RICHMOND, Va. (WRIC) — The Federal Communications Commission (FCC) announced yesterday it’s giving more than $34 million to schools and libraries to help kids get connected to the internet.

This means there are now at least two federal programs helping students bridge what the FCC is calling the “homework gap.”

One program, the Emergency Connectivity Fund (ECF), is helping schools cover costs for internet or laptops, while a second program, the Affordable Connectivity Program (ACP), is helping low-income families afford the internet they need at home.

The $34 million added to the FCC’s ECF will support more than 250 schools and 15 libraries. Schools can also use the money for off-campus learning like nightly homework to make sure students have the necessary internet access to do their assignments.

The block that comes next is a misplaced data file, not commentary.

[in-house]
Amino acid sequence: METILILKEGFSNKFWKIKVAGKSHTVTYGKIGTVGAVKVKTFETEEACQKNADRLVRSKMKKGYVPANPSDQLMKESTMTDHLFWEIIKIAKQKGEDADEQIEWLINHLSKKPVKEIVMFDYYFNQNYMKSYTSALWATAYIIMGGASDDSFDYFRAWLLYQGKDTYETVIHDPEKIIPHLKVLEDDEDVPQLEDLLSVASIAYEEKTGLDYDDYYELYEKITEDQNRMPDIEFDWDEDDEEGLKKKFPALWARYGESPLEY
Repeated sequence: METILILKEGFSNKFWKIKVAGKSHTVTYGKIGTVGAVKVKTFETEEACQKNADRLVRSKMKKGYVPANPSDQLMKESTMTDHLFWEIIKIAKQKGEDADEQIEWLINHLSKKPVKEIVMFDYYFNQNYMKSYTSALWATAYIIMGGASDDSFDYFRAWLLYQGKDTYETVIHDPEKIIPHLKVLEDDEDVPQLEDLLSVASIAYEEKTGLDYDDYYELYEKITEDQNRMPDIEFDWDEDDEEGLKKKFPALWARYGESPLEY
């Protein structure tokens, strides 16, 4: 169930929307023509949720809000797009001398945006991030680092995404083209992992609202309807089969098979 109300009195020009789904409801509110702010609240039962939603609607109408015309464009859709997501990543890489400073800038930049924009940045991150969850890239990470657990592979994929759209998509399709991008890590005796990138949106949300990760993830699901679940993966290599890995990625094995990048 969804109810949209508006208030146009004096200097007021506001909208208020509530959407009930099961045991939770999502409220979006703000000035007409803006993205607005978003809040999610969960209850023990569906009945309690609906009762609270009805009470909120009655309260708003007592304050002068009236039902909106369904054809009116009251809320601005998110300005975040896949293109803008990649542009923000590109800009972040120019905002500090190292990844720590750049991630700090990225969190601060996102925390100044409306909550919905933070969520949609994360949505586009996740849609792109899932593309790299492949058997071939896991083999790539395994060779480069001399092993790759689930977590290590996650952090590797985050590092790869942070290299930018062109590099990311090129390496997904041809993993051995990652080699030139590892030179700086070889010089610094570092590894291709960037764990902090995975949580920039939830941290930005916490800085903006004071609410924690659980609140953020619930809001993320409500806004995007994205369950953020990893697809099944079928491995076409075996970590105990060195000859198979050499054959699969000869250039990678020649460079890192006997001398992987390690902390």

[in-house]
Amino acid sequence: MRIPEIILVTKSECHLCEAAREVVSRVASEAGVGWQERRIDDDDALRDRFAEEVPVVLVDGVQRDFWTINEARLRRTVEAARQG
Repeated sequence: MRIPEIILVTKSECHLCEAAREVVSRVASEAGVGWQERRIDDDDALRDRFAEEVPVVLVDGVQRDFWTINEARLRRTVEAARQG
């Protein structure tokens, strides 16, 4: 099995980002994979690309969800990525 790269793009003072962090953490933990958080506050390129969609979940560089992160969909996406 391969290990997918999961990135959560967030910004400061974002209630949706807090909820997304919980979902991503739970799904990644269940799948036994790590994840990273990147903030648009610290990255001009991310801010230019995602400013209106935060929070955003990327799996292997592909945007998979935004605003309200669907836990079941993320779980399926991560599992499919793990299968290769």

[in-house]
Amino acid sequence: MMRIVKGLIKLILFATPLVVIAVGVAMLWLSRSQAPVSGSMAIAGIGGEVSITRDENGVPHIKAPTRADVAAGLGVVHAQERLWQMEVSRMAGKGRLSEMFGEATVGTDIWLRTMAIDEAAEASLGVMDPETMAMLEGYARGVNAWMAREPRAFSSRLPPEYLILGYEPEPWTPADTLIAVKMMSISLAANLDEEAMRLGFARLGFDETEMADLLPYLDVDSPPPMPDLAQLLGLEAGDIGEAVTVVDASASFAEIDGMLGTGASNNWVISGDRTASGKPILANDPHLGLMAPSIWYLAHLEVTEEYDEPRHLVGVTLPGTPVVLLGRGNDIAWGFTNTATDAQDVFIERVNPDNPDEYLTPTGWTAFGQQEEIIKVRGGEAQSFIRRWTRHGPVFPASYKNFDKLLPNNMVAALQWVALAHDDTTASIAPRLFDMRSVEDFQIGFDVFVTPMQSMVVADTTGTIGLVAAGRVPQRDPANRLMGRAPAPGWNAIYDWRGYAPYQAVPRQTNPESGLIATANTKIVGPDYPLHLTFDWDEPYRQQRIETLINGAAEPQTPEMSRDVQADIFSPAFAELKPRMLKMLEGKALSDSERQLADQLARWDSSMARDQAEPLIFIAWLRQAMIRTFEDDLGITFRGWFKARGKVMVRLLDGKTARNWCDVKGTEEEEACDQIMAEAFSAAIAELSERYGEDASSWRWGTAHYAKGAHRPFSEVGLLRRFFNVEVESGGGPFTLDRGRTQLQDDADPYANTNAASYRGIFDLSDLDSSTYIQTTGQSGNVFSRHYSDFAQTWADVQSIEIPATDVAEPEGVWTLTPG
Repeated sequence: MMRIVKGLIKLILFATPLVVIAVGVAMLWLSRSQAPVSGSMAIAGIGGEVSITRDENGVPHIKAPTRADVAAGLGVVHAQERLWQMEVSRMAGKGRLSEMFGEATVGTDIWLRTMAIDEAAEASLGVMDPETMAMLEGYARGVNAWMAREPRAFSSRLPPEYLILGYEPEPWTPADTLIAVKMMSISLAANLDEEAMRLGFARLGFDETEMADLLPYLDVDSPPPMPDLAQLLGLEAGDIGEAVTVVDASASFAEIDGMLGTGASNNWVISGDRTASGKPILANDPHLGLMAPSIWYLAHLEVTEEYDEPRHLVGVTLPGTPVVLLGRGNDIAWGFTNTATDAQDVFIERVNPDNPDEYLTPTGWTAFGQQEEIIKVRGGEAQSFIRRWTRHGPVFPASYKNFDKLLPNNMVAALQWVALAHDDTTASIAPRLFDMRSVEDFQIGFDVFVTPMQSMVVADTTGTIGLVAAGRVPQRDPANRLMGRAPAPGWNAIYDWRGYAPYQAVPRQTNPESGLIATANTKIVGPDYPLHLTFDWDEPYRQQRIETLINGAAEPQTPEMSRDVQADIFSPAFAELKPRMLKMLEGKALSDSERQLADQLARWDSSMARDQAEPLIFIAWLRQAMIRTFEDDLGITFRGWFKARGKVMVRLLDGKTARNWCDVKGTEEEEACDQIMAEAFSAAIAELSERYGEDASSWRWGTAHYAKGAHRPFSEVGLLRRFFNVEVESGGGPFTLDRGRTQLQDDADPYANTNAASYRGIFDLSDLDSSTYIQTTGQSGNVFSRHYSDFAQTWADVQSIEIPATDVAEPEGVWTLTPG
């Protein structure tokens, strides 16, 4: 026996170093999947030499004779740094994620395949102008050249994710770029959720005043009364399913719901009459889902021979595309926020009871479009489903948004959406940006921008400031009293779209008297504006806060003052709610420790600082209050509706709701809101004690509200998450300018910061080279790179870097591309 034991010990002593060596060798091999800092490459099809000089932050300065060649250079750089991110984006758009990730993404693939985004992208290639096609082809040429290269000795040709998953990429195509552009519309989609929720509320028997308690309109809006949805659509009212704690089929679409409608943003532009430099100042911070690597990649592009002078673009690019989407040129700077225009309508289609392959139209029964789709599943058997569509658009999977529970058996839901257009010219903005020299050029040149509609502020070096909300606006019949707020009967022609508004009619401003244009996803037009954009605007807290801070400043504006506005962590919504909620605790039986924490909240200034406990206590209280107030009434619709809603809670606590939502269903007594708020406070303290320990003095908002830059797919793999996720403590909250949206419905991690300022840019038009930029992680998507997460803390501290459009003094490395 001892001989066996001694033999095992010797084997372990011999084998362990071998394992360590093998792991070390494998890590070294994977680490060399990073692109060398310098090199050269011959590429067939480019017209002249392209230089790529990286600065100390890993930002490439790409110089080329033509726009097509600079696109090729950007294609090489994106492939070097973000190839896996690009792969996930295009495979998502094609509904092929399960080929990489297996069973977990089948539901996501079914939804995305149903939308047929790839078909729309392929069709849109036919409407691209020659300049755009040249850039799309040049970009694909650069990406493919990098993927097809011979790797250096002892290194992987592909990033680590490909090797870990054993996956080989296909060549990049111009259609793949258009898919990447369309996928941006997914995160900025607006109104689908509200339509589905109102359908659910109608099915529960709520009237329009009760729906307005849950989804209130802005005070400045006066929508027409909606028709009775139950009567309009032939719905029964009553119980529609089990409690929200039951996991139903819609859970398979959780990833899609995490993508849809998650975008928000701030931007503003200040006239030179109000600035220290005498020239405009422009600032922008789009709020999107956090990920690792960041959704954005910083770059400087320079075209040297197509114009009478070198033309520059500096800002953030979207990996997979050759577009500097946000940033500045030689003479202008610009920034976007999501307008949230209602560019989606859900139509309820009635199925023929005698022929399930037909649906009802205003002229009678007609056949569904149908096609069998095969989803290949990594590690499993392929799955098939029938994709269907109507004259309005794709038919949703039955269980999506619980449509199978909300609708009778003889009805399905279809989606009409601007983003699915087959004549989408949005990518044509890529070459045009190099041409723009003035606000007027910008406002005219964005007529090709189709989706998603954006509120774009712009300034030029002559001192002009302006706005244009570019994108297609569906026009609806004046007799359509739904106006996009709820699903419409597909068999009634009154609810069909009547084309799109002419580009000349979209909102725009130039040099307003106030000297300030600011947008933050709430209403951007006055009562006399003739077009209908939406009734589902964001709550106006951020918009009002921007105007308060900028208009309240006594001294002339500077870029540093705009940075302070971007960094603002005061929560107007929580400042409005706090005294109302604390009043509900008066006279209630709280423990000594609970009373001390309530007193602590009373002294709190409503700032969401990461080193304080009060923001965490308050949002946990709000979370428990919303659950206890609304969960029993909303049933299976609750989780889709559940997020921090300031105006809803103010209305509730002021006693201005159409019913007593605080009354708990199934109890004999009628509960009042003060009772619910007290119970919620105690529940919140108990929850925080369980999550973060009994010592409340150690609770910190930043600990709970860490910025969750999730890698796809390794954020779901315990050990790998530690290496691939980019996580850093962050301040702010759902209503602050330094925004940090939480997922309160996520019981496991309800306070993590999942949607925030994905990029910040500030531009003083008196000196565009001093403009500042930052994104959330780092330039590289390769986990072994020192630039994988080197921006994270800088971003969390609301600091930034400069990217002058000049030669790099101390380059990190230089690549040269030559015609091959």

To qualify for help with the ACP, a family’s household income needs to be below 200% of the federal poverty guidelines or they need to get one type of government benefits like SNAP.

The program is part of the Bipartisan Infrastructure Law and the White House said 20 internet providers will offer an internet plan for $30, meaning for some who qualify for the program, internet could be free.

There are a couple of steps to sign up for the internet at home under the ACP, including submitting an application and getting in touch with internet providers to apply for the discount.